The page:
Trade, Technology and National Security: U.S. Expert Teaches New AUWCL Course Exploring Growing Intersection
As U.S.-China relations heats up (in a bad way), bilateral trade continues to grow, with trade in goods reaching a new high of US$692.59 billion in 2021. Tensions have been particularly strong regarding trade in high technology goods and services, with significant U.S. and Chinese government actions in areas like telecommunications, data flows, semiconductors, and software apps. Trade tensions based on national security concerns extend far beyond the U.S. and China, with the World Trade Organization in recent years issuing its first dispute settlement decisions addressing claims (by Saudi Arabia and Russia) that trade restrictive measures were taken in order to protect essential security interests. The European Union Court of Justice blocked personal data transfers from Europe to the United States under the Privacy Shield based on concerns about U.S. government national security data access.
As companies and governments grapple with this rapidly changing landscape, lawyers need to have the tools to advise clients and policy makers on ways to minimize risk and respond to new developments. Trade lawyers are no longer able to analyze issues without considering national security concerns – security issues are impacting all trade in goods and services, even trade far afield from the defense industrial base. Given the growing dominance of the commercial sector in technological developments with national security implications, for example artificial intelligence and micro-electronics, national security lawyers need to understand the international trade law principles impacting international commerce in these goods and services. Lawyers counseling technology firms need to be familiar with both sets of issues and the interplay between them.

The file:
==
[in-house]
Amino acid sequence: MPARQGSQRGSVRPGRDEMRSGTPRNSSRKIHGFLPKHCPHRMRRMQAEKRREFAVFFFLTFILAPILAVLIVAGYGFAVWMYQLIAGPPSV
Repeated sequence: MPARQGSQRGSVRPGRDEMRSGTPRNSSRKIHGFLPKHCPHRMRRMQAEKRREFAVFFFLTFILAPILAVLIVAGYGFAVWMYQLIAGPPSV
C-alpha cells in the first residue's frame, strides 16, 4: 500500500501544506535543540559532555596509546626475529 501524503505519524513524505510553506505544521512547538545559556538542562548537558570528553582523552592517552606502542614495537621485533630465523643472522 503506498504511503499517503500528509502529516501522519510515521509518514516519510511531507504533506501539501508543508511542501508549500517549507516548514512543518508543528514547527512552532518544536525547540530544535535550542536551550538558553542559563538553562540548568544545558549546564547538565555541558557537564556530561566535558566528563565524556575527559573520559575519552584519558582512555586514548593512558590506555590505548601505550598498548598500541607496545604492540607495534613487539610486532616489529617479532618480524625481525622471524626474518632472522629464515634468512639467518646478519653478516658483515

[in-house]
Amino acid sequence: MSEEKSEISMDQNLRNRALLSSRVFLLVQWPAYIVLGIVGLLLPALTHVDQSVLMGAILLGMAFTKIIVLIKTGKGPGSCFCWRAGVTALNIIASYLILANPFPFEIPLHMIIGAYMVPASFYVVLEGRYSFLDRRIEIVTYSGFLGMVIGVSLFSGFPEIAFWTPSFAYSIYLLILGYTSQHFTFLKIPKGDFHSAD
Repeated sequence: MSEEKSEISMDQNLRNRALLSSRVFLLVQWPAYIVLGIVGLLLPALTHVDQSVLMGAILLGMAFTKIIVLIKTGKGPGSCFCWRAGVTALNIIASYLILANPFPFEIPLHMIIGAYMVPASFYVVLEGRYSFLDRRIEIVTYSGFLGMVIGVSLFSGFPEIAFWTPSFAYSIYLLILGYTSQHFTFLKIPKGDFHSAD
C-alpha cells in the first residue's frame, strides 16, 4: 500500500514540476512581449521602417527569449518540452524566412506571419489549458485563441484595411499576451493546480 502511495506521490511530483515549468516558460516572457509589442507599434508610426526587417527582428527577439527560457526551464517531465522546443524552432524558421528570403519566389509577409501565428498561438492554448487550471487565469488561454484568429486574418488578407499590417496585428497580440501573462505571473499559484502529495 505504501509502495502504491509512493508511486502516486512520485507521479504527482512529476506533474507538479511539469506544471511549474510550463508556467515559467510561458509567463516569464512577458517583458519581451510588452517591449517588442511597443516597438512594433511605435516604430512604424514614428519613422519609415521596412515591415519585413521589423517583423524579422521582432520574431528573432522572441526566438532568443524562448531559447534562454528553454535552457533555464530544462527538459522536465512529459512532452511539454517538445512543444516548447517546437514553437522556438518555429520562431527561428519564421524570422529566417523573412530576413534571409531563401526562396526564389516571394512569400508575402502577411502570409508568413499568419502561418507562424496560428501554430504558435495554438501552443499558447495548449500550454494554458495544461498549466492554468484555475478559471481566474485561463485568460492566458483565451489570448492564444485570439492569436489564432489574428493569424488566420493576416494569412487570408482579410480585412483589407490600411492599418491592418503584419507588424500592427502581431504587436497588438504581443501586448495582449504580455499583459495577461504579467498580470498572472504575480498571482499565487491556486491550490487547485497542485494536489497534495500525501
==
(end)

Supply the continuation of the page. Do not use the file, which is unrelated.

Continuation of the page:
This semester, American University Washington College of Law is offering a unique class that explores this intersection. Distinguished Visiting Scholar John Cobau, on sabbatical from the Commerce Department where he advises the Department on international trade and national security, is teaching Trade, Technology, and National Security, which will explore the international trade and national security legal issues confronting today’s practitioners. For example, students will study the U.S. government’s response to Chinese companies’ growing influence on the global telecommunications infrastructure, considering the nature of the perceived threats and vulnerabilities, the legal tools available for responding, actions taken, and the results, examining the issue from the perspective of impacted firms and governments. This class is part of an on-going WCL effort to prepare students for the 21st Century legal environment, emphasizing the cross-disciplinary nature of modern legal practice.
At the Commerce Department, Professor Cobau advises on U.S. and international trade and investment law, particularly with respect to national security issues, export and investment promotion and trade agreements compliance. Mr. Cobau also served as Director for International Trade and Investment at the National Security Council, where he focused on international investment and intellectual property issues. He has been actively involved in the development and implementation of the EU-U.S. Privacy Shield Framework and the Foreign Investment Risk Review Modernization Act of 2018.